DrupalCon Portland 2013

Inyección de dependencias en Drupal 8

Katherine Bailey  · 


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welcome to dependency injection in Drupal 8 my name is kat bailey i've been working with drupal since 2007 and i got involved in core development a little over a year ago and since then have been helping out a little with the whiskey initiative the web

services and context core initiative that's the initiative that's been mostly responsible for getting a lot of the symphony components into Drupal core okay so just a couple of things before I get started I will be assuming a rudimentary understanding

of object-oriented programming as in i'll assume you know what I'm talking about when I when I'm talking about things like classes and interfaces and constructors but you know if the only experience you've had with object-oriented programming

it's maybe writing custom views handlers or something like that that's totally fine the examples will be very simplistic the other thing I wanted to say is you've probably been hearing about the huge changes in Drupal 8 that are like just so fundamental

and just bigger in nature than the kinds of changes you'll have seen between other versions of Drupal but what I would say is that one of the major drives with the kinds of changes we've been making is towards more standard ways of doing things and

getting away from Drupal isms and certainly with dependency injection learn you know you'll have to learn it for Drupal 8 but that's going to stand to you no matter you know wherever you your programming career takes you beyond Drupal 8 so what I'm

going to cover I'm going to start by looking at dependency injection as a design pattern as a way of structuring classes then move on to looking at how frameworks support dependency injection before getting more specific and looking at a symphony style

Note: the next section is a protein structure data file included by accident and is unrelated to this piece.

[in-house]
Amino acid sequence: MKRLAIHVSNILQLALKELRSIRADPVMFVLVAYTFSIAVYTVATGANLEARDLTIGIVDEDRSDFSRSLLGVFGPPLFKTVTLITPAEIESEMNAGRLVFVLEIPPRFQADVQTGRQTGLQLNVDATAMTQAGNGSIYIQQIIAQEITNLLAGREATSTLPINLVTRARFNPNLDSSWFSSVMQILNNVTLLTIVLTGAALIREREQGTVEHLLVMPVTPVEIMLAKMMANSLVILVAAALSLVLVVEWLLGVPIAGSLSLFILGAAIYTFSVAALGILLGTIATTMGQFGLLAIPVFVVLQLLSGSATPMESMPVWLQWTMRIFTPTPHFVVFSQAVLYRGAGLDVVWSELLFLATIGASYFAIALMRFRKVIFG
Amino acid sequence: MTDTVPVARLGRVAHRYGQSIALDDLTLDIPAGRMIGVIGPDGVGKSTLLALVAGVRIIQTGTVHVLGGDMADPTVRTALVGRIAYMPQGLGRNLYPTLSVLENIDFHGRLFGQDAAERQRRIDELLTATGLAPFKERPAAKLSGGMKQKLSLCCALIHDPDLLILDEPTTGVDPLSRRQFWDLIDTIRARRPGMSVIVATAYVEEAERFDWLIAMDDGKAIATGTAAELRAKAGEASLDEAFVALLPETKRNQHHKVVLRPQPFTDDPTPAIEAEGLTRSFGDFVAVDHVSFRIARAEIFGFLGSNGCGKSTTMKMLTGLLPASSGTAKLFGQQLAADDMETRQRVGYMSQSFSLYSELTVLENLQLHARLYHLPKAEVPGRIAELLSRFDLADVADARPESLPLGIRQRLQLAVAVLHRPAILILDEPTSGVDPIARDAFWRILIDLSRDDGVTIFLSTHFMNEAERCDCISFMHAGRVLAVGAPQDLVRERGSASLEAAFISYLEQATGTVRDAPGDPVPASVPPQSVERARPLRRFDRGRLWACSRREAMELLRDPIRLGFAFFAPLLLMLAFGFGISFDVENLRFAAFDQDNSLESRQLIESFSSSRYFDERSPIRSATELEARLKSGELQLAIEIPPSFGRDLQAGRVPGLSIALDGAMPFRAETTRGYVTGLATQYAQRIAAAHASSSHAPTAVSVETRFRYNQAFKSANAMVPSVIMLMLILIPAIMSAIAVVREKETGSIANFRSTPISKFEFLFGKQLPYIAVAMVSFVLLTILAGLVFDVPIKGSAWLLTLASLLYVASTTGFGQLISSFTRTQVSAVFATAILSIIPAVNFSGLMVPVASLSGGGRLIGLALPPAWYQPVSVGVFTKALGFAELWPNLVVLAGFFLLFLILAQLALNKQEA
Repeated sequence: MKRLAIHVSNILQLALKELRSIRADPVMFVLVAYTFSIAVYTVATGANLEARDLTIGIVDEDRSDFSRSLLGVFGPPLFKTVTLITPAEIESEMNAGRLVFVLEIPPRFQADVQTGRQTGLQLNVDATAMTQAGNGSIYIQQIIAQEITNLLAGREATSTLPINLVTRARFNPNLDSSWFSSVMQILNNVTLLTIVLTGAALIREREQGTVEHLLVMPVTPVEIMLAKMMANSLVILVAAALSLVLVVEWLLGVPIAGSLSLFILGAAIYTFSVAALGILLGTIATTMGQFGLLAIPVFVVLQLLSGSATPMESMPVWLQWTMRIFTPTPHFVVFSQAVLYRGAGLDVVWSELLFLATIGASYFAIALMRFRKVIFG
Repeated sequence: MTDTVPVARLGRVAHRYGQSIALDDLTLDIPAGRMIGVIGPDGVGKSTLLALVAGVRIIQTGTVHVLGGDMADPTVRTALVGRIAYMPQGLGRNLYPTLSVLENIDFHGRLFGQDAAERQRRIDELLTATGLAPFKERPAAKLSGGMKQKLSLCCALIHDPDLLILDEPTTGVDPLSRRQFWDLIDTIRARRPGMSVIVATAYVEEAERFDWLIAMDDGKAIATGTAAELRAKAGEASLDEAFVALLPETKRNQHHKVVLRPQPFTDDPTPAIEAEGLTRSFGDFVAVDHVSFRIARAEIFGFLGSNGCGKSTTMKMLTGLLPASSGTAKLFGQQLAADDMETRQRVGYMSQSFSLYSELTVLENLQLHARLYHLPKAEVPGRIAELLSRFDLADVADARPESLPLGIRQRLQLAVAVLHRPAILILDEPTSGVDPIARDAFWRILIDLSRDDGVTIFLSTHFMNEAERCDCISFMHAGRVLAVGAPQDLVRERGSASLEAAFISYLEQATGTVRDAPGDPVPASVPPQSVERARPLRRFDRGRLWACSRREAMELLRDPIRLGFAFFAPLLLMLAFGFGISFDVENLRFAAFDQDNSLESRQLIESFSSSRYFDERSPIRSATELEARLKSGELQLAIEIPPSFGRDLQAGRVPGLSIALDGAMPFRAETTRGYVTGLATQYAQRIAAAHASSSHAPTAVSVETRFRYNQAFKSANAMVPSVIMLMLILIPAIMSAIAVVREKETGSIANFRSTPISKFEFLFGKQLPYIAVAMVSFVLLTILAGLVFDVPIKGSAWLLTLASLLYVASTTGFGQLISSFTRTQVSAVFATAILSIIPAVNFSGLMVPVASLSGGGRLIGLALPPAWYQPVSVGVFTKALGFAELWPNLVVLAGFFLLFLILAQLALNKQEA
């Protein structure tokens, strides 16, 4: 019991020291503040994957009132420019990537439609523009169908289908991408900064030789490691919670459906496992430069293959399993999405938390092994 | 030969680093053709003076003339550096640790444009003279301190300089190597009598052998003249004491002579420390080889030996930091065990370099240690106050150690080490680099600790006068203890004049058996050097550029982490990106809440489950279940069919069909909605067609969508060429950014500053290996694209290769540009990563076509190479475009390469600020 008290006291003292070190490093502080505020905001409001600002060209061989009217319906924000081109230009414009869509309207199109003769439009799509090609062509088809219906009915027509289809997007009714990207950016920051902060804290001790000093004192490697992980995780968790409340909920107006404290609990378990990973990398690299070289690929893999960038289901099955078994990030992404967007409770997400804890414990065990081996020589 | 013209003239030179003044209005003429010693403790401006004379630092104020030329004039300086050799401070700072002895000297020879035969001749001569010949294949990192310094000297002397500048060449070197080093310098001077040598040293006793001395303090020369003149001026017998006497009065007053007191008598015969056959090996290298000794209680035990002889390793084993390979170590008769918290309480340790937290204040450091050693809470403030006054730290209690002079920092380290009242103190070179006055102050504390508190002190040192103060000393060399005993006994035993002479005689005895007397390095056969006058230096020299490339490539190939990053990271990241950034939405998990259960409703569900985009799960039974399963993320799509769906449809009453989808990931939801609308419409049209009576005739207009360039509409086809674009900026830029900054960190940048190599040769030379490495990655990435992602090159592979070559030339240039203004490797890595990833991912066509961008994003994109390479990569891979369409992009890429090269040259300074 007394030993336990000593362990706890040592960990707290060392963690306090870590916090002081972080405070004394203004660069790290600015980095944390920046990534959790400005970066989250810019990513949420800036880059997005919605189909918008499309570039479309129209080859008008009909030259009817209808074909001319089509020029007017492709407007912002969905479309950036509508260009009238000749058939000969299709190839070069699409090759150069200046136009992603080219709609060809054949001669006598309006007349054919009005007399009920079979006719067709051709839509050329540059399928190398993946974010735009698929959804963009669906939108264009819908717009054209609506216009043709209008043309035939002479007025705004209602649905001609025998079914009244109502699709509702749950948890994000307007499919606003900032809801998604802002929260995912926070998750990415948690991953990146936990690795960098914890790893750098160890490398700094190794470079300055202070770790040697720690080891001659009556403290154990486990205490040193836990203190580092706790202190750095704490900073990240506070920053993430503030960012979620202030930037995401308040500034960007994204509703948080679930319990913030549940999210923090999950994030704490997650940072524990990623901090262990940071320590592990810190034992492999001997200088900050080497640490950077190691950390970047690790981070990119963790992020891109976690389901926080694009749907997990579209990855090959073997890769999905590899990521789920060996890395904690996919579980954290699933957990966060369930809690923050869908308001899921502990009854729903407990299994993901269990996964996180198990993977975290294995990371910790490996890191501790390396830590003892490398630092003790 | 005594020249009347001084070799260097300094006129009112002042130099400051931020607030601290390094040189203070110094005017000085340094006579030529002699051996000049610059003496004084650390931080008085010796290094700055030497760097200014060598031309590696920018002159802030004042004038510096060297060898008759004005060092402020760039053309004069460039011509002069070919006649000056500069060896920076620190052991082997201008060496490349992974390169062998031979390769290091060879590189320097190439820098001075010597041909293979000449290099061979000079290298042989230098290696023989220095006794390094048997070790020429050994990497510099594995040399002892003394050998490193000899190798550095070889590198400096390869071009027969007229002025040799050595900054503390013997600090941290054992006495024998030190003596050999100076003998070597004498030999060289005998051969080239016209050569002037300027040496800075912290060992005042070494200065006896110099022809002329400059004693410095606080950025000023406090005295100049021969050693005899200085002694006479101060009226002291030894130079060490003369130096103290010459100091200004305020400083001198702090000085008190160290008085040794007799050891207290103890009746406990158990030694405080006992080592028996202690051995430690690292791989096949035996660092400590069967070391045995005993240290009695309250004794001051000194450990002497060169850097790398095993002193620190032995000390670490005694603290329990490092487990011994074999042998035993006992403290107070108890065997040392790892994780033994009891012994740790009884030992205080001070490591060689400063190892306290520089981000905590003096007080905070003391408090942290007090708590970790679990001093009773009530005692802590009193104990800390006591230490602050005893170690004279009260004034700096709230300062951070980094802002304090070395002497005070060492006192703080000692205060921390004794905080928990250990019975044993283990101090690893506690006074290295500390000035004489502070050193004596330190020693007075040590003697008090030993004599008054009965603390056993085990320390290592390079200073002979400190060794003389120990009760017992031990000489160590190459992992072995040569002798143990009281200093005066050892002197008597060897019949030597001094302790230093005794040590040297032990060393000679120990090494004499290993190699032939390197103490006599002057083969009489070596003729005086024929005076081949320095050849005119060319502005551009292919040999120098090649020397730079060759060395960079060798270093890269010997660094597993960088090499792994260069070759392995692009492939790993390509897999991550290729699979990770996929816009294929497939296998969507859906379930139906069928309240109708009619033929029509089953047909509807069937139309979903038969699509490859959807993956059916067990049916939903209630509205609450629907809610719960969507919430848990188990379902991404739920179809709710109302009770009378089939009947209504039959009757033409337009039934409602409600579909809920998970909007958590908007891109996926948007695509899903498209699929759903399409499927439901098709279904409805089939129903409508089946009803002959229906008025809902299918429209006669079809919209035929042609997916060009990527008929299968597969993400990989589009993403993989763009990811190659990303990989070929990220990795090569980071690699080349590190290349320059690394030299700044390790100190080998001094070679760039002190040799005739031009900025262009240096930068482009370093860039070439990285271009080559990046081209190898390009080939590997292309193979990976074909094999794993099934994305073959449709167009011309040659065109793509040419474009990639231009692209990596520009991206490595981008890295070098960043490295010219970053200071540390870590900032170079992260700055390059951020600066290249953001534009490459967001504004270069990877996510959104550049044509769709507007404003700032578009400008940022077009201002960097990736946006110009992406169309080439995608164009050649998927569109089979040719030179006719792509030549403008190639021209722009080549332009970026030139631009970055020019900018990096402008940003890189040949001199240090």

dependency injection and then looking at what we're actually doing in Drupal so the first item their dependency injection is a design pattern that's all about why you know as in Hawaii should you care about dependency injection and what problems does

it solve for us and the rest of them is all about how like how how do framework support this so quiet appendices well normally when the topic of dependency injection is introduced you'd start off with an example of some object oriented code where which

isn't doing dependency injection and look at the kinds of problems that can arise but I thought have made more sense to take a bit of a step back seeing as we're not all out going to programmers here and just think about what sort of what sorts of

common goals we might have when we're writing code so i think we can probably all agree that when we write code we want it to be clutter free reusable and testable now what I mean by clutter-free is just you know when you're writing a function you

want it to be to the point and not going off on tangents you don't want to have lines of code that aren't central to what that function is all about I'm going to see some examples of this in a moment reusable obviously you know when you go to the

trouble of writing a function to do something awesome you want to be able to use it over and over again in different contexts and very closely tied to that probably the first context you want to use it in is within the context of a test we want to be able